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This question already has an answer here:

It's white's move and the king can't move.

Why was this game drawn? I should have won it I think.

marked as duplicate by Phonon, Brian Towers, Herb Wolfe, Glorfindel, Wais Kamal Jan 4 at 20:28

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  • There are three ways to win a chess game: by checkmate, by time, and by forfeit. None of those have happened here. – Nuclear Wang Jan 4 at 15:54
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Welcome to the site. What you described is the definition of stalemate, not checkmate. The enemy king not being able to move anywhere (while it's not attacked) is stalemate. That's why the game was drawn.

For a checkmate, you'd need to trap the king and be attacking it at the same time.

If it seems weird that stalemate is a draw, you're not alone. The 3rd world champion Capablanca argued that stalemate be considered a win. Nevertheless, the rules of chess dictate otherwise.

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You will need to understand when we win/lose or draw in chess. The result is positive for someone when:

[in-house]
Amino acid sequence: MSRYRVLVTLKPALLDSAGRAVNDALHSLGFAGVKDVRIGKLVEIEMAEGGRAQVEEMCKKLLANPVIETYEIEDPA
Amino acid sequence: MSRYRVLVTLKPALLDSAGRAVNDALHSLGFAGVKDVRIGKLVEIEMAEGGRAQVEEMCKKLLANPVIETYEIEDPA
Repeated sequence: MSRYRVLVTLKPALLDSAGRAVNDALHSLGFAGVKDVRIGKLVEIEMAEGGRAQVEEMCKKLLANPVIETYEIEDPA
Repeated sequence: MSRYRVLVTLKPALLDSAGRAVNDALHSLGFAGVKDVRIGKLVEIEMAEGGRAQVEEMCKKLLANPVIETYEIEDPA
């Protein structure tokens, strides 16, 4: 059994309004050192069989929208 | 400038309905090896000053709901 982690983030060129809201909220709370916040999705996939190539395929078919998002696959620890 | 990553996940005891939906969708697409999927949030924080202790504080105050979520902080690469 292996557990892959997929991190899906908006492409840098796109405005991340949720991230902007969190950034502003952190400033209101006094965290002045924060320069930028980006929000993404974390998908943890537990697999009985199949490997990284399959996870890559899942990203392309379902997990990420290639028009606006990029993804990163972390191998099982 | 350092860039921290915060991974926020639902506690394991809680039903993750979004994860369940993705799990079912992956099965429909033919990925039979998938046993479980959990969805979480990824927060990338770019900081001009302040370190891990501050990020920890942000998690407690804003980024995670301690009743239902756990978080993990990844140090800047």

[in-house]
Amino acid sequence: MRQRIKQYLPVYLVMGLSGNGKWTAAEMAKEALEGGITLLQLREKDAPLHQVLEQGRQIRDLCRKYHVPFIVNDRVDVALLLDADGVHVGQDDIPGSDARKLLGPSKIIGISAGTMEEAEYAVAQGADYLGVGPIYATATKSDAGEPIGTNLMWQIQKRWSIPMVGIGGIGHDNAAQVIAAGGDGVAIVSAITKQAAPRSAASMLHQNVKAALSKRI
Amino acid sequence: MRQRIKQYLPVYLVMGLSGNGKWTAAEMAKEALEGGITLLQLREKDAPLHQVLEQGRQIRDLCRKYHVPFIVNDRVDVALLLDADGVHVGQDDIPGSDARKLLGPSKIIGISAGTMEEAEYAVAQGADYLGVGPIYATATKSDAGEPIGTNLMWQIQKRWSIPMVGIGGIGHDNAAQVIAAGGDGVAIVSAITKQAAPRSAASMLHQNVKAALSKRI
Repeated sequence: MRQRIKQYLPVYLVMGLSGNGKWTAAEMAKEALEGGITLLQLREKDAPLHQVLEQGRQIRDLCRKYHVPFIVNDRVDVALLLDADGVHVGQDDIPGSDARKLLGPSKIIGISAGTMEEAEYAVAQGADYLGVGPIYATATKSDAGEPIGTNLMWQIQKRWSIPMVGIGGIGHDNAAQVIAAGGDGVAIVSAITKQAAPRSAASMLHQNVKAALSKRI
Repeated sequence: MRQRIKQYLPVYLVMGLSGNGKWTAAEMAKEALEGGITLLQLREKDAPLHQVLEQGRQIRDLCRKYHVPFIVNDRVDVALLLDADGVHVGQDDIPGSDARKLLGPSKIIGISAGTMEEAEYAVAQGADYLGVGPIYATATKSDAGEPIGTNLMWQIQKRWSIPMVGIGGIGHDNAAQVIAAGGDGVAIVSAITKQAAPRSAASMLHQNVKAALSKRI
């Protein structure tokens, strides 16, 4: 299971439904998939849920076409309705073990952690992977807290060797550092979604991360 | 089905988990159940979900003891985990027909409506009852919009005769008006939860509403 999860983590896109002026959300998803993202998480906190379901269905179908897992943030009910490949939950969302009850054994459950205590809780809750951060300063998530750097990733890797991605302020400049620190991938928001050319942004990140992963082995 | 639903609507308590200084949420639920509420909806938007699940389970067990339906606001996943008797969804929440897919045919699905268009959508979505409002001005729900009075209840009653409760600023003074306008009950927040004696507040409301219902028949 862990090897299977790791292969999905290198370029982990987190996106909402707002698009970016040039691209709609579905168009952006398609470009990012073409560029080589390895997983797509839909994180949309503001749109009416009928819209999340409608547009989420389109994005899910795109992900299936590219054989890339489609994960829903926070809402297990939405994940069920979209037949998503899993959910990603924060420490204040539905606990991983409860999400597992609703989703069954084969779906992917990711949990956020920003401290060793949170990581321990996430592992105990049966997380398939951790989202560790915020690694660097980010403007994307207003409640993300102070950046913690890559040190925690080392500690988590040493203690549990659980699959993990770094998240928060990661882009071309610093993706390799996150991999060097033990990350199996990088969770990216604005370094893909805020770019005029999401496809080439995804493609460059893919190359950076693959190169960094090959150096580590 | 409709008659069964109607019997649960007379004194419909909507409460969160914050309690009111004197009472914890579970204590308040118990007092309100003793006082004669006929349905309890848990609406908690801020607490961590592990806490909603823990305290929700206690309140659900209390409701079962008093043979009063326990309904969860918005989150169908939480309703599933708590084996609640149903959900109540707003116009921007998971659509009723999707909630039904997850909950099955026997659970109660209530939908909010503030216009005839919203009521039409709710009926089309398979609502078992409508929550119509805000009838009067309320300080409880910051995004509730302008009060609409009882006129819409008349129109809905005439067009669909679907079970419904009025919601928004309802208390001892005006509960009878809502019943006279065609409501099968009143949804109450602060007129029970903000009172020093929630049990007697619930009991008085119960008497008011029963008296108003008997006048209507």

• A player resigns.
  • A player forfeits.
  • A player is cheating (caught when playing, in rated FIDE games).
  • A player is checkmated.

Draw is when:

  • There is an agreement between the two players.
  • There have been a three-fold repetition.
  • The position is stalemate.


Checkmate

Checkmate is the situation where the opponent's king is checked by a piece of us, but it has no free squares to go (he is trapped). The game is over then.


Stalemate

Stalemate is the situation where the opponent's king is not checked by a piece of us, but it has no free squares to go (he is trapped). The game is immediately draw then.

Please note that stalemate happens when only opponent moves; he has no other piece to move and the reason mentioned above.

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